How to CookPasta

10 Ways to Make Store-Bought Tomato Sauce Taste 10x Better

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Most nights of the week, my goal is to reduce the amount of time between entering my apartment and eating pasta. The ultimate victory, of course, would be to walk through the door while eating pasta (or—if angels have descended—to arrive home to a table already set with mac and cheese). Instead, I usually settle for 30-ish minutes: Bring water to a boil while changing clothes; cook noodles while sautéing greens; add pasta to said greens with a splash of cooking liquid and copious amounts of pecorino and olive oil; face-plant into plate.

My parents, on the other hand, reduced the door-to-pasta period by handily employing the microwave and the glass jars of marinara sauce we always had in the fridge. Boil pasta, microwave sauce, mix the two together, hush your hungry crew of children.

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Make This Tomato Sauce Right in the Pasta Bowl
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Make This Tomato Sauce Right in the Pasta Bowl

Many avid home cooks might stick up their noses at store-bought “spaghetti sauce,” but at the end of a long day, it’s the fastest way to get to a bowl of red sauced noodles; it's quicker than cooking down canned tomatoes, which despite the admonitions, I don't always have in my pantry. (And besides, we on the East Coast still have some time to kill before we're in fresh tomato sauce territory.)

And yet, most jarred sauces* could benefit from a bit of zhushing to reach their full flavor and freshness potential. Here’s how to make your store-bought tomato sauce taste better (if not entirely homemade), easily:

The bare-bones, do-this-one-thing approach:

1. Reduce it on the stove or in the oven. To concentrate the flavor of your sauce, you’ll want to cook it down so that some of the water evaporates, leaving you with something thicker and more tomato-y. As your pot of heats up and your noodles cook, let your sauce simmer on the stovetop for at least 10 to 20 minutes. Or, pour the sauce into a Dutch oven or baking dish at roast it at 300° F, stirring from time to time. This will take a few extra minutes, sure, but you need to heat up the sauce before mixing it with your pasta anyway. (Unless, that is you follow my dad’s best bad piece of cooking advice: If the pasta is hot, you can add cold pasta sauce to it.”)

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And if you want to go above and beyond (or your Instant Pot-obsessed), try pressure-cooking the sauce with a halved onion and a few tablespoons of butter, à la Marcella Hazan).

2. Squeeze in tomato paste, flavor booster extraordinaire. Let’s say you don’t have time to simmer your sauce (or you’ve reduced it yet it’s still lacking oomph), add a dollop or two of tomato paste, which is.... just super-duper concentrated tomatoes! Bonus points if you coax out the full power of your tomato paste by sautéing it in hot olive oil before adding in the sauce. Ultra bonus points if you throw some red pepper flakes into that oil, too.

How to Freestyle Tomato Sauce
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How to Freestyle Tomato Sauce

And for extra credit, take on any—or all!—of the following:

3. Turn to your spice drawer and condiment cubby: If your sauce is missing depth and complexity, open your pantry or fridge and start exploring. Decide whether you’re aiming for spicy (Sriracha, gochujang, cayenne, harissa, horseradish), smoky (smoked paprika, diced chipotles in adobo), or fruity (roasted red peppers, Calabrian chiles), and mix and match to your heart’s desire. Remember to taste often, before things get too wild.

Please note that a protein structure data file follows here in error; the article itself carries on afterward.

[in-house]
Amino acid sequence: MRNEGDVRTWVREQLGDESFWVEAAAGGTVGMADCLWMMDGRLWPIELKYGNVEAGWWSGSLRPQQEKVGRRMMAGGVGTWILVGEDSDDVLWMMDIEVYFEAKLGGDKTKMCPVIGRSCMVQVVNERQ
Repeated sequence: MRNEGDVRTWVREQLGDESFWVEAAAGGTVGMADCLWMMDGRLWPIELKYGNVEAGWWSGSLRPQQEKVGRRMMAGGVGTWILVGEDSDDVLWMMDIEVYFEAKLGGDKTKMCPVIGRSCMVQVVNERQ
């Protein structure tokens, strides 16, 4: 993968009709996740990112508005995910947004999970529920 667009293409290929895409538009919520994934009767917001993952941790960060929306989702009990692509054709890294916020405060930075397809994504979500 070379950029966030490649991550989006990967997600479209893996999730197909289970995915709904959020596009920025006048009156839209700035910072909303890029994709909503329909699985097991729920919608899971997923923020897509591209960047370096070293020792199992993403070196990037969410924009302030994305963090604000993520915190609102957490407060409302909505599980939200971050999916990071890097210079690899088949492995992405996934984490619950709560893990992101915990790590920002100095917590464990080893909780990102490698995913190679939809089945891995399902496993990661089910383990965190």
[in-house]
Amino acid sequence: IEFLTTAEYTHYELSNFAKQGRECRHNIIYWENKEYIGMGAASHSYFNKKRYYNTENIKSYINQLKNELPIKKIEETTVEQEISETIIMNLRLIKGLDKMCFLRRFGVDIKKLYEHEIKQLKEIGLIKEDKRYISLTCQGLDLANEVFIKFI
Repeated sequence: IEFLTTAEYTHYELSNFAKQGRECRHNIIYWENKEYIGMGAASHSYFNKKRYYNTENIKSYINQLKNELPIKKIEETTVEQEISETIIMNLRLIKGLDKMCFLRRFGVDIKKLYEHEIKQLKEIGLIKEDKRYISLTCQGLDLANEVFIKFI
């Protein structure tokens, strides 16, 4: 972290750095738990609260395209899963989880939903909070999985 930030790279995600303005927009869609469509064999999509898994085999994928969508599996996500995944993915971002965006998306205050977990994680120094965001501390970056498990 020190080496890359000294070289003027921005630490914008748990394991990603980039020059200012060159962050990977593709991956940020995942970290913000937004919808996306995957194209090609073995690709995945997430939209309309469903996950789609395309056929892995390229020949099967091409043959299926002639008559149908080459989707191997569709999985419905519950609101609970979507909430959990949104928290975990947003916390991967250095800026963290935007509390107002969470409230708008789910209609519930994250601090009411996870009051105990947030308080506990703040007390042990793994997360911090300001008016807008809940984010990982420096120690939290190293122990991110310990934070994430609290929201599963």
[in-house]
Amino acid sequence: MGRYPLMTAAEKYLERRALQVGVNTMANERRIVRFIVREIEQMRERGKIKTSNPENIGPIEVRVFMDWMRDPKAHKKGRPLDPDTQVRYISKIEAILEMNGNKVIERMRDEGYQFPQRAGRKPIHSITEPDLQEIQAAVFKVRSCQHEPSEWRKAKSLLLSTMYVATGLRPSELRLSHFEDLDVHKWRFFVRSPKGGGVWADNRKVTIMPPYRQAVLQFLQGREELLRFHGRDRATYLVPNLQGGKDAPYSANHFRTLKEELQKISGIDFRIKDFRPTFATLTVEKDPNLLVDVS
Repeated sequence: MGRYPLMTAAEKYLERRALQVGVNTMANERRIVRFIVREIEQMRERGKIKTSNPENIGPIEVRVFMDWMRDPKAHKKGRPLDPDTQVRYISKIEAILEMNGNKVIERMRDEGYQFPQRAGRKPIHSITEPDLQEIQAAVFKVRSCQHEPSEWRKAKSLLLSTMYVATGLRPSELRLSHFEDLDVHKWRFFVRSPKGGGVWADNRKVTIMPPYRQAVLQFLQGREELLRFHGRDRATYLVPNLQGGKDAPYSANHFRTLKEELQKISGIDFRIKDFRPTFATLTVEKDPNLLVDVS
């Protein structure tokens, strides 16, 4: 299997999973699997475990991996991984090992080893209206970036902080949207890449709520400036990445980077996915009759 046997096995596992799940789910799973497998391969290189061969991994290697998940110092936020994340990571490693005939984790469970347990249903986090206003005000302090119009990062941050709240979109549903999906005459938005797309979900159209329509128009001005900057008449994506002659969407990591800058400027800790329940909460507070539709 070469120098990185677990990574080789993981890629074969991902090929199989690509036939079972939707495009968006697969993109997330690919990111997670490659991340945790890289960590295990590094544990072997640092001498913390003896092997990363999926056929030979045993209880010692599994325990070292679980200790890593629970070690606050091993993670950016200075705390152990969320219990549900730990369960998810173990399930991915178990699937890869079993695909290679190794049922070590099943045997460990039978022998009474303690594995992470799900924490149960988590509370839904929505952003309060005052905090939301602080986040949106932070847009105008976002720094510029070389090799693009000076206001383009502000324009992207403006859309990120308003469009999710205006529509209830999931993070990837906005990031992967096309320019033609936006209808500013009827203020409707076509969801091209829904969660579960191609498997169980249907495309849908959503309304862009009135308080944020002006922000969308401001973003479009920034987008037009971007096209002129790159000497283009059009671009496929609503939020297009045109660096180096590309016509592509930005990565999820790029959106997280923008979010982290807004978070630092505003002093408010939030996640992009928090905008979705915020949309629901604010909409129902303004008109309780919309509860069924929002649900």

4. Or, to make the sauce more salty and savory, add a Parmesan or pecorino rind while it simmers. If an oft-discarded cheese rind can help a pot of humble beans, it can enliven your wan tomato sauce, too. A halved onion is welcome here, too.

5. Speaking of a salty je ne sais quoi, introduce an anchovy. Heat some olive oil in your saucepan, sauté an anchovy or two until it starts to melt down into oblivion, throw in a few smashed garlic cloves if you’ve got them, then pour in your tomato sauce. (Call me crazy, but I’ve also been known to skip the anchovies and add a splash of fish sauce and a glug of soy instead.)

6. Harness the power of sautéed vegetables. Before you heat up the sauce, sauté vegetables (I usually keep it basic with onion and garlic, but mirepoix, or a few handfuls of sliced mushrooms, would work well, too) until they start to brown. And if you deglaze the pan with wine or stock, you’ll leave no caramelized bit behind.

7. Liven things up with a little acid: apple cider or red wine vinegar, capers, chopped olives, or lemon juice. If the sauce is plenty acidic—as many store-bought varieties are known to be—use just the lemon zest instead. Stir it in at the end of the cooking process to preserve as much bright freshness as possible.

8. Basil! Basil! Basil! You’ll find lots of “basil leaves” swimming around in store-bought jars: These are so dark, slimy, and seaweedy, it’s hard to imagine that they were once on a basil plant at all. To remedy the situation, add freshly torn basil at the end of heating up your sauce so that its fragrance perfumes the whole pot.

9. Bring on the butter—and other dairy products. To make your sauce rich and luxurious, finish it with a pat of butter, a splash of cream or coconut cream, or a spoonful of yogurt, crème fraîche, ricotta, or sour cream.

10. Make use of your pasta water. You won’t want to add a bucketload of water to the bowl, but a generous splash of that starchy water will help the sauce adhere to the noodles (but you knew that already).

*P.S. Some jars of tomato sauce are, indeed, superior to others. Look for sauces that use whole tomatoes and no added sugar. Here are Cook’s Illustrated’s top picks.

Tags: Tomato